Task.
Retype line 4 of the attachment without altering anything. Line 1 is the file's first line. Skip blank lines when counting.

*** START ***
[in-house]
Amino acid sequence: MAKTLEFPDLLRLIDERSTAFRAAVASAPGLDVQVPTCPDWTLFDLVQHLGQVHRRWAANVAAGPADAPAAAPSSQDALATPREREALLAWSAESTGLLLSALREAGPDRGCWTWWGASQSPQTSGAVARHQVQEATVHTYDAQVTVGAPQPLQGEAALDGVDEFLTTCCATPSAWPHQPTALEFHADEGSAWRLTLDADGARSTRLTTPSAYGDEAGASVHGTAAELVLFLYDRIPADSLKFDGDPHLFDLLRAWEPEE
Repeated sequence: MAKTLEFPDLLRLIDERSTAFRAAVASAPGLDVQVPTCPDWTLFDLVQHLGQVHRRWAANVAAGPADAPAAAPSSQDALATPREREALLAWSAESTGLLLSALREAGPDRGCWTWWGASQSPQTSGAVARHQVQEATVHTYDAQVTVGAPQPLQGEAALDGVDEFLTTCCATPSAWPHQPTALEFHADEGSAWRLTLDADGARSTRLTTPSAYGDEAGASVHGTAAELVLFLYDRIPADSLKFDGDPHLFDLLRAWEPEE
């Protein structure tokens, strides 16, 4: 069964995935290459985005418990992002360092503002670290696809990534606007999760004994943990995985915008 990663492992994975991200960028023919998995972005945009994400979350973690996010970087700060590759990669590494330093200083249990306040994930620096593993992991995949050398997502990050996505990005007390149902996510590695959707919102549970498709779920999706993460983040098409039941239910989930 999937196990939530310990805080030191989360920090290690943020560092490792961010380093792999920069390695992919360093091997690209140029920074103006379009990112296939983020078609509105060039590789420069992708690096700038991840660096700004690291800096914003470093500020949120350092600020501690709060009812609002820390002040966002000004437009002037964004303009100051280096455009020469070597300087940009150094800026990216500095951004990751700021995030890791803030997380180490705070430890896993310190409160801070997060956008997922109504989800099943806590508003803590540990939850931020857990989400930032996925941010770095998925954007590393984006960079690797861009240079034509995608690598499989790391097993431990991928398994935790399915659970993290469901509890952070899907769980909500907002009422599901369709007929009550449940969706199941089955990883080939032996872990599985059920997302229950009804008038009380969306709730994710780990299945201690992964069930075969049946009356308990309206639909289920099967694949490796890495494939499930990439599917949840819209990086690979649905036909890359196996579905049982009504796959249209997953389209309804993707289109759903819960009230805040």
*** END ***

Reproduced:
């Protein structure tokens, strides 16, 4: 069964995935290459985005418990992002360092503002670290696809990534606007999760004994943990995985915008 990663492992994975991200960028023919998995972005945009994400979350973690996010970087700060590759990669590494330093200083249990306040994930620096593993992991995949050398997502990050996505990005007390149902996510590695959707919102549970498709779920999706993460983040098409039941239910989930 999937196990939530310990805080030191989360920090290690943020560092490792961010380093792999920069390695992919360093091997690209140029920074103006379009990112296939983020078609509105060039590789420069992708690096700038991840660096700004690291800096914003470093500020949120350092600020501690709060009812609002820390002040966002000004437009002037964004303009100051280096455009020469070597300087940009150094800026990216500095951004990751700021995030890791803030997380180490705070430890896993310190409160801070997060956008997922109504989800099943806590508003803590540990939850931020857990989400930032996925941010770095998925954007590393984006960079690797861009240079034509995608690598499989790391097993431990991928398994935790399915659970993290469901509890952070899907769980909500907002009422599901369709007929009550449940969706199941089955990883080939032996872990599985059920997302229950009804008038009380969306709730994710780990299945201690992964069930075969049946009356308990309206639909289920099967694949490796890495494939499930990439599917949840819209990086690979649905036909890359196996579905049982009504796959249209997953389209309804993707289109759903819960009230805040």